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Tuesday's Campaign Round-Up, 10.10.17

10/10/17 12:00PM

Today's installment of campaign-related news items from across the country.

* With polls showing a potentially competitive Senate race in Alabama, former U.S. Attorney Doug Jones (D) has raised a decent amount of money, and his campaign yesterday launched its first television ad of the cycle. "I'm running for the U.S. Senate because our leaders have lost sight of what it means to serve," Jones says in the spot. "Continuing to divide us won't make a positive difference in people's lives."

* After less than a year at his post, Missouri Attorney General Josh Hawley (R) is kicking off a U.S. Senate campaign against incumbent Sen. Claire McCaskill (D) today. I'll have more on this story a little later.

* After Donald Trump endorsed Ed Gillespie's gubernatorial candidacy via twitter, the Virginia Republican didn't exactly sound excited about receiving support from the unpopular president. "I wasn't aware the president was going to tweet," Gillespie told reporters, "but I'm obviously not surprised that the Republican president is supportive of the Republican nominee."

* On a related note, Gillespie tweeted yesterday, "Always great being with the hardworking ladies of the James River Republican Women!" The tweet included a photograph of the GOP candidate standing alongside a group of men.

* Apparently Blackwater founder Erik Prince isn't the only Republican eyeing a possible primary challenge to Sen. John Barrasso in Wyoming next year. Foster Friess, a prominent GOP donor, told the Washington Post, "I sense a responsibility to prayerfully explore the possibility."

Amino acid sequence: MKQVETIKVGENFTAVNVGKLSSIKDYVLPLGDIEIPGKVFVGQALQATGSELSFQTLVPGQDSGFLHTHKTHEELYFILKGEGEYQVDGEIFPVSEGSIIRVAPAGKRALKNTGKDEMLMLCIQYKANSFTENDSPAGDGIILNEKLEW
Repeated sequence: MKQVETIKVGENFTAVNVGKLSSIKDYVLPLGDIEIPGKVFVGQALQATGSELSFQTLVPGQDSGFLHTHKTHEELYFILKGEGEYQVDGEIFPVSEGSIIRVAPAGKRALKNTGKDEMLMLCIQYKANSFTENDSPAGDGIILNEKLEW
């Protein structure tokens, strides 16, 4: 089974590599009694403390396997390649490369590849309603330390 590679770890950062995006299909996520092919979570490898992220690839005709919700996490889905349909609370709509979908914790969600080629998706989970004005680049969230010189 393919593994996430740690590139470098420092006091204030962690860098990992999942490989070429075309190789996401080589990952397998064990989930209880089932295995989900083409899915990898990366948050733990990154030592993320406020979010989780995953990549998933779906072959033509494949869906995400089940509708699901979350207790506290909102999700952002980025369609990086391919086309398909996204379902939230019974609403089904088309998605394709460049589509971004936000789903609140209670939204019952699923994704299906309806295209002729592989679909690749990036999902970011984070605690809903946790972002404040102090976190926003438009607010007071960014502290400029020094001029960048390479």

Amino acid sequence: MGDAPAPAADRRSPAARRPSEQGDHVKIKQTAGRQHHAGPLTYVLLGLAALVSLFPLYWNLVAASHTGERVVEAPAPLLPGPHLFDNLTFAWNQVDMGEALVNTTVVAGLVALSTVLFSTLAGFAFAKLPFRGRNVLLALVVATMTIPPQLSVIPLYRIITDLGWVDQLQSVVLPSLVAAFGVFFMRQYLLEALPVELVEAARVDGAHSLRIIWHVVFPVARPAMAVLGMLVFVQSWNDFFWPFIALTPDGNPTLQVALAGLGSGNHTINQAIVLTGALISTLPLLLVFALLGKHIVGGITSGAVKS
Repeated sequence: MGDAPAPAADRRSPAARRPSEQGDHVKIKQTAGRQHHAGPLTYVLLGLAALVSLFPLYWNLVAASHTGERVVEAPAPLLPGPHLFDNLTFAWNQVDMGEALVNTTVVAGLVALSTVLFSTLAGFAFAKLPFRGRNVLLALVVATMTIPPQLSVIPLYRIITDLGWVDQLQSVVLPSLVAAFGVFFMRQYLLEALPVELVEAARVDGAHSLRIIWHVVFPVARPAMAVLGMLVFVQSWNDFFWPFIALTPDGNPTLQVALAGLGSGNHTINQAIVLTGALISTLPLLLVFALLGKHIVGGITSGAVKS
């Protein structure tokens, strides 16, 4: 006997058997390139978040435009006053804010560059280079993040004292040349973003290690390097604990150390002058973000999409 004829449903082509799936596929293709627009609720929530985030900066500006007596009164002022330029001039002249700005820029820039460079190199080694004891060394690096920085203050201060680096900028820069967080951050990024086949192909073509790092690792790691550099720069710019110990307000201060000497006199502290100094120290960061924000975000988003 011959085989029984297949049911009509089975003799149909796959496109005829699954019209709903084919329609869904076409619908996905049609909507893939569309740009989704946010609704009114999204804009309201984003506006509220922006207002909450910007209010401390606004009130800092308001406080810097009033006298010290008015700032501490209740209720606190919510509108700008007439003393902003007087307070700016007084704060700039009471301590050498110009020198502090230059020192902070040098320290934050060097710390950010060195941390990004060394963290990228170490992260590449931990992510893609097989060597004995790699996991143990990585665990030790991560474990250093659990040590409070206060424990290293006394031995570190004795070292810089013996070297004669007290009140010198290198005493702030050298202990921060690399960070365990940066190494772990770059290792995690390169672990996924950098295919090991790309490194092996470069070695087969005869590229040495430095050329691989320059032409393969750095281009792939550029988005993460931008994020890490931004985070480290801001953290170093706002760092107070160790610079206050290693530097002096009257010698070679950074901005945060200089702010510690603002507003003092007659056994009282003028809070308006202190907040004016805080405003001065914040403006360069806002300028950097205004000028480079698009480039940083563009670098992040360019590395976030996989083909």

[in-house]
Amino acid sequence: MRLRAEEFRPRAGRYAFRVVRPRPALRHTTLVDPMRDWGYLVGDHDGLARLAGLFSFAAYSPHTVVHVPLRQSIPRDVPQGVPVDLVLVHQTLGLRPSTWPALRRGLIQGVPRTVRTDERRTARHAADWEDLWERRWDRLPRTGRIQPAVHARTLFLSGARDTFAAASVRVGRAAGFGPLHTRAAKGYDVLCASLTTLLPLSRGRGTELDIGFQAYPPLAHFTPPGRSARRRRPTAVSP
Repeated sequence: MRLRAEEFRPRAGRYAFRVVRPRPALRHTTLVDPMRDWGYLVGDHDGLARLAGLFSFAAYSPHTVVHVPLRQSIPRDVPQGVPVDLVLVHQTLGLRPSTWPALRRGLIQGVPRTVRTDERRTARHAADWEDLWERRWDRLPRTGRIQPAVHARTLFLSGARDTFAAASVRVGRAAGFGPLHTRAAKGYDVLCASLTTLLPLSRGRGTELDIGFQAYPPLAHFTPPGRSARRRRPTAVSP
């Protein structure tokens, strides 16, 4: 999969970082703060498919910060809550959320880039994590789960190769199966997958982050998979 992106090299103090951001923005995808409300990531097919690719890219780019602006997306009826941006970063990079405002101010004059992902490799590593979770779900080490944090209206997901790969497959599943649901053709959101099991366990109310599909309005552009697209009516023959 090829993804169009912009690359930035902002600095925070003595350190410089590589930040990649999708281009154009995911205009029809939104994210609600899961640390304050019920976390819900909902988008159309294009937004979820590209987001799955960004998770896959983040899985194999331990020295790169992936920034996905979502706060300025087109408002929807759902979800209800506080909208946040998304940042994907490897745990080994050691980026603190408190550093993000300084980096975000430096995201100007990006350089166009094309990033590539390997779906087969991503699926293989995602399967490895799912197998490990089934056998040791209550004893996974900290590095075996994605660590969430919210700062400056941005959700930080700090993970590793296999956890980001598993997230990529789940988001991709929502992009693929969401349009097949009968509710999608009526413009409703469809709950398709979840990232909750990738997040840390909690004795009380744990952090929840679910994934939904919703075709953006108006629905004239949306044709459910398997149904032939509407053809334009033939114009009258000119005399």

* In the latest national poll from the Associated Press, Trump's approval rating has dropped to just 32%. The same survey found the president with 67% support among Republican voters, which is down from 80% in March.

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Republican presidential candidate Donald Trump shakes hands with supporters during a campaign rally at the USS Wisconsin battleship in Norfolk, Va., Oct. 31, 2015. (Photo by Joshua Roberts/Reuters)

In defense of dissent 'in a time of war'

10/10/17 11:29AM

Donald Trump and Senate Foreign Relations Committee Chairman Bob Corker (R-Tenn.) have been trading criticisms for months, but the intensity of their dispute escalated quite a bit over the last few days. After the president said the Tennessee Republican "didn't have the guts" to run for re-election, Corker lowered the boom.

"It's a shame the White House has become an adult day care center," the senator wrote. "Someone obviously missed their shift this morning." In a New York Times interview, Corker went quite a bit further, explaining his "concerns" about Trump's stability in more detail.

Not surprisingly, Trump's boosters are not pleased. Kellyanne Conway called the senator's criticisms "incredibly irresponsible," adding in reference to Corker's rebukes, "World leaders see that."